Speech recognition software can analyze the sounds you make by filtering what you say, digitizing it to a format it can “read”, and then analyzing it for meaning. Then, based on algorithms and previous input, it can make a highly accurate educated guess as to what you are saying. It gets to know the speaker’s use of language. Unsurprisingly, if the speech recognition software is only used by one person, it will be trained specifically for how that person talks.
It becomes increasingly more complex when a device or software is geared towards multiple different markets around the world. This is because engineers have to program the ability to understand infinite more variations; language, dialects, accents, phrasing.
But, the complexities don’t stop there. Even with hundreds of hours of input, other factors can play a huge role in whether or not the software can understand you. Background noise can easily throw a speech recognition device off track. This is because it does not inherently have the ability to distinguish the ambient sounds it “hears” of a dog barking or a helicopter flying overhead, from your voice. Engineers have to program that ability into the device; they conduct data collection of these ambient sounds and “tell” the device to filter them out. Another factor is the way humans naturally shift the pitch of their voice to accommodate for noisy environments; speech recognition systems can be sensitive to these pitch changes.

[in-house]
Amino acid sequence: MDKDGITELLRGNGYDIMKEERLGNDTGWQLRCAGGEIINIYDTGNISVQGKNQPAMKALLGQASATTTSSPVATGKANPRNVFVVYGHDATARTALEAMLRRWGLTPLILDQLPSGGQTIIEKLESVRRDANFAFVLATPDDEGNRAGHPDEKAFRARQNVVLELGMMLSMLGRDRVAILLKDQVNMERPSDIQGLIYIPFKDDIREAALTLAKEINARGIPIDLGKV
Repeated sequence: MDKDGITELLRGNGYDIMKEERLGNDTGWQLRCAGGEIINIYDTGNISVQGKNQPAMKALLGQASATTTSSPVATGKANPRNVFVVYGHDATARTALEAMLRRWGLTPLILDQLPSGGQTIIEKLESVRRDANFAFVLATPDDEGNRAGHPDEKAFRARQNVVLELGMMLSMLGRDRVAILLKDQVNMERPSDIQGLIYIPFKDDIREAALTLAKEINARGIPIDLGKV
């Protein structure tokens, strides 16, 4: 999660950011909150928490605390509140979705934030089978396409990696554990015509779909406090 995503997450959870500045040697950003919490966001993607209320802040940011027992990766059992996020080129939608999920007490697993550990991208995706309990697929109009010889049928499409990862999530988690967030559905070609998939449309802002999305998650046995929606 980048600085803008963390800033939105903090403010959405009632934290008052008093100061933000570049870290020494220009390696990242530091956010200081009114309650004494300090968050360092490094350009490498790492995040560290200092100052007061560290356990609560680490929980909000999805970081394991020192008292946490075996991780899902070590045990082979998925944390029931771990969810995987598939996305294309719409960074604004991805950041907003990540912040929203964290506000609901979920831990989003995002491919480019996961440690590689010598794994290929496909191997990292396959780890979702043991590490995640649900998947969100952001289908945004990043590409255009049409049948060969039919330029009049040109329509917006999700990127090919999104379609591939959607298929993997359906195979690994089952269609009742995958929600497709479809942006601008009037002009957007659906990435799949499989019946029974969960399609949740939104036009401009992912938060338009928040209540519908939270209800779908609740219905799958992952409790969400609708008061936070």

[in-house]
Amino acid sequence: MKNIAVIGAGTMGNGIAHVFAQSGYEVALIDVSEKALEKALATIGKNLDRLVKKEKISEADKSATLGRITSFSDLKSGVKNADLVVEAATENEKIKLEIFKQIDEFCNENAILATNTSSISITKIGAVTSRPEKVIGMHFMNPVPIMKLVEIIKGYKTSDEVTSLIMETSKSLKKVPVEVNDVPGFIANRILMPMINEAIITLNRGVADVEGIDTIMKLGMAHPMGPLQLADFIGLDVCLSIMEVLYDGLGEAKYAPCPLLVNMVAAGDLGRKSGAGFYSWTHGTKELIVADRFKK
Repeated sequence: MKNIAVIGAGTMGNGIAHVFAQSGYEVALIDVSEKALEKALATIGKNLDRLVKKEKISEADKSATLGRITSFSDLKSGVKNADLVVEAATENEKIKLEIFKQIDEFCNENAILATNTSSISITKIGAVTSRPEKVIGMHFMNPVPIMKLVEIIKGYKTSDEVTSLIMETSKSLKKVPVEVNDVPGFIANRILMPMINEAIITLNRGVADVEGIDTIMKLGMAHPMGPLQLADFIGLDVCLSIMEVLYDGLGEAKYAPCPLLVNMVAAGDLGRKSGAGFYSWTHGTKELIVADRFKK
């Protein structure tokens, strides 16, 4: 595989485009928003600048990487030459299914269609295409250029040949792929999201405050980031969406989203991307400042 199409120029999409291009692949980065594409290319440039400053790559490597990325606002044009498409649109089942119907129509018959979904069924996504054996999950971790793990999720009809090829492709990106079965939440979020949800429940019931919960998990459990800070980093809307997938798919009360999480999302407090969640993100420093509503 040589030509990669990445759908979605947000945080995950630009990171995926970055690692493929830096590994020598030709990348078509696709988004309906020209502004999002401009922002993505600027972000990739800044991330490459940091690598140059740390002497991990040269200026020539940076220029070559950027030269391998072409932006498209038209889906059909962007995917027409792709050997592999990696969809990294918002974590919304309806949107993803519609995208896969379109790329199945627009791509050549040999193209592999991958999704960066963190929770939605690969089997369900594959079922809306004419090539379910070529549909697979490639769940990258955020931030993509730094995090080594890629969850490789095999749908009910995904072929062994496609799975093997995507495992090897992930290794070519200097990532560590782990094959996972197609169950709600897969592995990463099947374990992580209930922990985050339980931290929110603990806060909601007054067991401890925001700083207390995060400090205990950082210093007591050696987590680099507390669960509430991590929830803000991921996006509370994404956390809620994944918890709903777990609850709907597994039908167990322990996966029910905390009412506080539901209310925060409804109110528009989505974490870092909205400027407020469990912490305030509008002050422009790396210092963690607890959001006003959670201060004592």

Humans and Technology “Learn” in Similar Ways
You may be wondering what I mean by “training” or “input”. Let me put it this way – think about how a child learns a language. From day one of the child’s life, they are hearing language used all around them. Parents speak to the child knowing that they can’t answer yet. But, even though the child doesn’t respond, they are absorbing all kinds of verbal cues; intonation, inflection, and pronunciation. This is called input. Their brain is forming patterns and connections based on how their parents use language.
Though it may seem as though humans are hardwired to listen and understand, we have actually been training our entire lives to develop this so-called natural ability. It takes five or six years for a child to be able to have a full conversation, and then we spend the next 15 years in school collecting more data and increasing our vocabulary. By the time we reach adulthood, we can mentally change these “phonemes” into words and then into meaning, almost instantly.